Isabella Arendt works as an analyst at the Happiness Research Institute in Denmark. This Institute measures quality of life – they examine different dimensions such as the cognitive, the affective and the eudaimonic dimension. Isabella is now pursuing a Master’s in Political Science at the Copenhagen University. She wrote her Bachelor’s project on the Danish family policy. She is involved in Danish politics and has a personal interest in family policy and work-life balance with the purpose of making children and adults happy by finding patterns among happy people and applying them to increase their overall happiness.
Today we talk about happiness in the family.
«We often see that children have a responsibility from young age and are asked to contribute. They are raised to be aware of their responsibility to contribute to society and to take care of others.»
Which difference makes a difference in Danish families?
For Danish families it is common that both parents are working and very common that all children are in childcare. Often public childcare. It is also common to live together as a family, and have siblings and grandparents living further away, spread over the country. Raising children in Denmark is about making them independent and help them grow into responsible adults. We often see that children have a responsibility from young age and are asked to contribute. They are raised to be aware of their responsibility to contribute to society and to take care of others.
Is there any “formula” in the Danish collective unconscious for families to live in harmony?
Many families want to live in harmony. But in Denmark the divorce rate is also very high. So I also think that many Danes want to always be able to pursue what they find best. And sometimes that does not mean keeping the family together. Danes focus on their freedom as an important value as well.
«In Denmark we have a culture where children are taught to understand a message and to take responsibility, rather than being physically punished.»
In many European countries, shouting, spanking and punishment inflicted on children are still socially accepted and defended. What do you think about these practices?
In Denmark it is forbidden by law to hit or hurt children in any way. And in Denmark we have a culture where children are taught to understand a message and to take responsibility, rather than being physically punished.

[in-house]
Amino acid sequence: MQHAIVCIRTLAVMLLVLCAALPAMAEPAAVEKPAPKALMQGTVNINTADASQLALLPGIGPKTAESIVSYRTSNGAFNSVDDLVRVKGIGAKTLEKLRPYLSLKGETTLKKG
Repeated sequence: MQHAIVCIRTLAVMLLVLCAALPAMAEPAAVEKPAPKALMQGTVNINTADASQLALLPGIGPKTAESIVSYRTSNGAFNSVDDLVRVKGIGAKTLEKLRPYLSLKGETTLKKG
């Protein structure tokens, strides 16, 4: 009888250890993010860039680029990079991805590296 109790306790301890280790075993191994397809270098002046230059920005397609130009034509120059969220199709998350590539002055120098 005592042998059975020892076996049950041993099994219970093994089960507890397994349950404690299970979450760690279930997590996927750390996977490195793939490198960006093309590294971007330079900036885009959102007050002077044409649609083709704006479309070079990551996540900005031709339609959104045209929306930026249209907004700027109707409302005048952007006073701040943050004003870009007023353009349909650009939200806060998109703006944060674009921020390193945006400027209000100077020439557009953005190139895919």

How do you believe that can we educate for happiness?
We can be aware of our own happiness first. We are responsible for our own happiness – and we are responsible for the happiness of people around us. And then we can educate by informing people about what creates happiness. That means, for example, that social relations and a good health are more important than a raise in income. At the Institute we try to educate and inform people. And we hope to reach many people every year and to make them work on creating happiness as well.
«We are responsible for our own happiness – and we are responsible for the happiness of people around us.»
How can we free a mother from the burden of a family?
We find that mothers are often happy in their families, but we can also see that there is something called “parental gap”, where parents will experience a decrease in happiness, when they have children, but then an increase when they have grandchildren. We find that this is due to more worries arising when we have children. This can be prevented with good family policies, as in countries like Denmark, Sweden and the Netherlands. Here the gap is smaller because parents will not have to worry with schools or hospitals for their children. And there will be good childcare and many ways to be a family, which will make it easier to find the form that fits each individual family.
Kindness, trust, empathy, equal value… these are the key to a happy family?
Yes, we find that good and strong social ties are important. And the values you mention are positive to creating strong social ties. As well as freedom to make our own life choices.
What still needs to be done to have a world where families live in harmony, and where equal value and responsibility prevail?
We think that good family policies and a political awareness to take care of the needs of families and children are important to achieve this goal.